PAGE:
Sunday, April 14, 2013

Hoagland: Ghastly in Glendale

        I really hate to subsidize Kerry Cassidy's nutty ventures in any way, but yesterday as the sun failed to appear I thought "wtf, it's only $5" and paid up for the privilege of getting 156 ghastly minutes of Hoagland in a tiny sub-window with atrocious audio.

        This was the Awake & Aware lecture from Glendale last weekend, by all accounts not well attended, so possibly Kerry made a loss on the event, which she had originally planned for the Joshua Tree conference center.

        Hoagland sure does love his SciFi, doesn't he? He spent a full 50 minutes just showing us images of famous works of the genre, from H.G. Wells to the latest Dr Who on BBC tv. In honor of the latter, the lectern was dressed up to look like a Tardis -- I kid you not.

        Just to be sure we all understood we were not here witnessing anything resembling science, he threw in a little numerology. I can give you a flavor of that very easily:

sin 19.47° = 0.3333
0.33332 = 0.1111
0.1111 transforms to 11.11
therefore 11.11 is code for 19.5note 1
Isn't it interesting that 11 different actors have portrayed Dr Who?
The BBC must be hyperdimensional.

        The audio wasn't good enough for me to hear whether anyone in the audience shouted "NO RICHARD, IT'S NOT INTERESTING -- IT'S USELESS TRASH!"

Meaningless spikes
         Well, finally we got to the Accutron tracesnote 2, which he characterized as "a totally new tool for astrophysics". In a stunning confirmation of my theory that Richard Hoagland is incompetent at mathematics, he told his audience that the frequency of the tuning fork decreases as its inertia increases, in accordance with the Newtonian equation F=manote 3.

        He went through his "experiments", starting with the 2004 Venus transit during which he actually had the wrong time for 3rd contact (it was really 07:07:33 EDT, not 07:03:53). He showed Teotihuacan, April 2009, again pretending that the first frequency spike coincided with the moment of dawn although it most assuredly did not (it was 6min 25sec later). He showed the "astounding" frequency excursions he recorded at Tikal, also in April 2009 -- the biggest of all his meaningless spikes even though they were recorded at a time when nothing special was happening astronomically.

        I know you're dying to see what he recorded at Chichen Itza last December 19th, before being tossed out by security guards. Hey presto!

        The resolution is way too low to comment  much, except to say that this trace is obviously quite unlike anything he's shown us before. He didn't think that was important enough to explain.

        There's an objection to his reasoning on this which I haven't noted as much as I perhaps should have, in past bloggery on the subject. In addition to the fact that he has published no baselines or controls, and that many of his spikes are off-scale, I mean. It is this: He has written that the torsion field increases (and hence frequency decreases) when the tuning fork is parallel to the spin axis of the planet or star creating the field, but the field decreases (and frequency increases) when the fork is orthogonal to the spin axis. And yet he has never, even once, told us what the orientation of the tuning fork was during any of his "experiments."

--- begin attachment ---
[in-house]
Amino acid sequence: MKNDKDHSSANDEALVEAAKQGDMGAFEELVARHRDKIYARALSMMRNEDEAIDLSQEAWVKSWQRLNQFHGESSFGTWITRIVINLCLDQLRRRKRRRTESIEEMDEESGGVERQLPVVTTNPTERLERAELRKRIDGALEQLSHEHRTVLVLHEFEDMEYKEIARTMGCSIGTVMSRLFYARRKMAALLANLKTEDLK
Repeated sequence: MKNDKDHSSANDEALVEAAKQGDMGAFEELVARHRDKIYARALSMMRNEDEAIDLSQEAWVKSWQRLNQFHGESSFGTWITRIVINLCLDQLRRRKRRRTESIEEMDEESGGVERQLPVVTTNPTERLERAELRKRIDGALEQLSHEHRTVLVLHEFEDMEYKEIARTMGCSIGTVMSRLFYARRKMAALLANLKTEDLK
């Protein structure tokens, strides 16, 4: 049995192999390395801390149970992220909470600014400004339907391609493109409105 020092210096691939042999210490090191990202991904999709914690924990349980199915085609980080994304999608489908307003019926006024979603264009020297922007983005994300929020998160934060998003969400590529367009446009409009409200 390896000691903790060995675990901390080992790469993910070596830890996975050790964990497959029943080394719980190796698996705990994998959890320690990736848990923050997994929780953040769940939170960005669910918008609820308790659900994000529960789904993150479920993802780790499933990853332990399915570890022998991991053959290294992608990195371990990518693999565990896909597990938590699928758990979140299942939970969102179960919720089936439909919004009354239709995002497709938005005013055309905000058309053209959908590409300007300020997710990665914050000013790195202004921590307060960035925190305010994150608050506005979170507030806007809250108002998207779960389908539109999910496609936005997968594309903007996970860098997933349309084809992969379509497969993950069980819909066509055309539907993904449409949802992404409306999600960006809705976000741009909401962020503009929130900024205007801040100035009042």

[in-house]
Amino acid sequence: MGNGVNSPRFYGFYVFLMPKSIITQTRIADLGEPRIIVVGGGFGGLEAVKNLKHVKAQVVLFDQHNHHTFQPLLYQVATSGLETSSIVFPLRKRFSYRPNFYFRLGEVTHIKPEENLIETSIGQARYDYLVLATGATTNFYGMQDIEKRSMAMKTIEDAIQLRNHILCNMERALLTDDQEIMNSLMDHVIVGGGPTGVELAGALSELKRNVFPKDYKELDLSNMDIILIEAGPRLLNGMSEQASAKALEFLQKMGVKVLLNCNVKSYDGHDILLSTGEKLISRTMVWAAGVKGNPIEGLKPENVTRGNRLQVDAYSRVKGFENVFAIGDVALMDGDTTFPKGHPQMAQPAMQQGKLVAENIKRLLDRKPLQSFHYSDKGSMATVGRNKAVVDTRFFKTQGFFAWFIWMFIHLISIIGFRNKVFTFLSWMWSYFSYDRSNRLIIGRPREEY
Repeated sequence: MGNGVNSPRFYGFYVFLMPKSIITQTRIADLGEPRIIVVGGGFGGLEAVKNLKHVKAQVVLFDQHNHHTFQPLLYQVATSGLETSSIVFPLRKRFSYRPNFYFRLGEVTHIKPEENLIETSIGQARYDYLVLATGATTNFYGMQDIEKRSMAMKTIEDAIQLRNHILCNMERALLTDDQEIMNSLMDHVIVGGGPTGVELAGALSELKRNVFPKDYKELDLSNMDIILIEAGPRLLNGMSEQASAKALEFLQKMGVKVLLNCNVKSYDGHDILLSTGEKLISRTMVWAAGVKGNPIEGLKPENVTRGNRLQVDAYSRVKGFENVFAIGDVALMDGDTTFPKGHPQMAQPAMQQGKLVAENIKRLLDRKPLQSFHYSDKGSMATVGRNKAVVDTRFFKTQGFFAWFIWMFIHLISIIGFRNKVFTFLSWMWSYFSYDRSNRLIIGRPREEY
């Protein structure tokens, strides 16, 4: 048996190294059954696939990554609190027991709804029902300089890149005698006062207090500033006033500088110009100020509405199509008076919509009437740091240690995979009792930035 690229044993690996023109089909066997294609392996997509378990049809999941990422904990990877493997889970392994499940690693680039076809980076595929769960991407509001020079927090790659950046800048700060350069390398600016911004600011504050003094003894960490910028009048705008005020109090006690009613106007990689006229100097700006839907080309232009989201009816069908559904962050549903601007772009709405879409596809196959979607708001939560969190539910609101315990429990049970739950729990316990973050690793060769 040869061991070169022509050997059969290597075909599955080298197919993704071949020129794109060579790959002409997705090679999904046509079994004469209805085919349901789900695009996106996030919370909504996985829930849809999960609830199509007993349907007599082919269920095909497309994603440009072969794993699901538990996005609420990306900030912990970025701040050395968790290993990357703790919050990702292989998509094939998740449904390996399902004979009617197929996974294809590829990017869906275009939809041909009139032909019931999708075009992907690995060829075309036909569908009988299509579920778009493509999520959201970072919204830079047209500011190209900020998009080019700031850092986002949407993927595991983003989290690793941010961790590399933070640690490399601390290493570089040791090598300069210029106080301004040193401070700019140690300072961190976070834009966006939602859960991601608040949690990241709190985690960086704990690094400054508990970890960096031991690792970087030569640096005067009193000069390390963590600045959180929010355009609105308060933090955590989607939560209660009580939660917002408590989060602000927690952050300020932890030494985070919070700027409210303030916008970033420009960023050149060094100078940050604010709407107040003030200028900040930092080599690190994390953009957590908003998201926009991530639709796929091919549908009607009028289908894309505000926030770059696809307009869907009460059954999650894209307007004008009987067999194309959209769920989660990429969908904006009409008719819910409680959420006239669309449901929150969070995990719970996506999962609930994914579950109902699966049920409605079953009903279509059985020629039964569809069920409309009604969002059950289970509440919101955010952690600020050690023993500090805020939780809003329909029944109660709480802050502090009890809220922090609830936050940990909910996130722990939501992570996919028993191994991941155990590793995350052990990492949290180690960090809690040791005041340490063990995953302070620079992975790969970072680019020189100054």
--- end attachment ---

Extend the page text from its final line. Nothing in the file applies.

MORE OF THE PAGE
Last week, in e-mail to me, he told me that I had missed the point of Neil Armstrong's speech at the White House and admonished me to "stick to engineering". Well, I think he should stick to science fiction. Come to think of it, I guess that's what he's doing anyway.

1. He claims hyperdimensional significance for the number 19.47 because it's the latitude at which three vertices of a tetrahedron appear when the tetrahedron is inscribed in a sphere with the other vertex at a pole.

2. For readers new to the Accutron -- I've written about this many times. There's also a good concise explanation here.

3. Quite likely E=mc2 and F=ma are the only two equations Hoagland has ever heard of. Sadly, neither of them is remotely relevant to the frequency of a tuning fork as a function of the properties of its material. The real equation may be found here.

Friday, April 12, 2013

No, Neil Armstrong did not liken himself to a parrot‏

        In comments to the previous post here, I metaphorically rolled my eyes at the fact that Richard Hoagland, after all these years, is still repeating the canard that Neil Armstrong likened himself to a parrot in his 25th anniversary speech at the White House.

        Hoagland said this during the panel discussion at last weekend's Awake & Aware conference in Glendale. I decided to chide Hoagland in e-mail, and it led to this exchange, which is only informative in that it testifies to how utterly obtuse the man is.
Reminder: What Armstrong actually said was "Wilbur Wright once noted that the only bird that can talk is the parrot, and he doesn't fly very well, so I'll be brief".

I can't believe you trotted out that falsehood yet again at the A&A panel discussion. Armstrong was possibly the greatest pilot in history, and also famously poor at public speaking. You are saying he likened himself to a bird whose talents are THE EXACT OPPOSITE???

Please think before you speak and write.

The first responsibility of a real scientist/engineer is to OBSERVE.

Please watch and listen CAREFULLY.

Neil Armstrong, at the opening of this famous White House speech, on the 25th Anniversary of the Apollo 11 Landing, DOES directly compare himself to ... a parrot!
The real meaning of this astonishing, personal comparison (given your obvious point -- that Neil was, demonstrably, the unparalled pilot of all time), is equally obvious--
He was (in this, and in all his public speeches re Apollo ...) merely repeating "a carefully-sanctioned script" ... which (as a guy obviously wrestling with his own integrity in all of this) he wanted all Americans to know--Even if he couldn't "tell it straight."

It is YOU who should be watching and listening CAREFULLY. I can't believe you are really this obtuse. He is saying "My talent is for flying, not talking, SO I'LL BE BRIEF". In other words, THE OPPOSITE of a parrot. Dear me, dear me....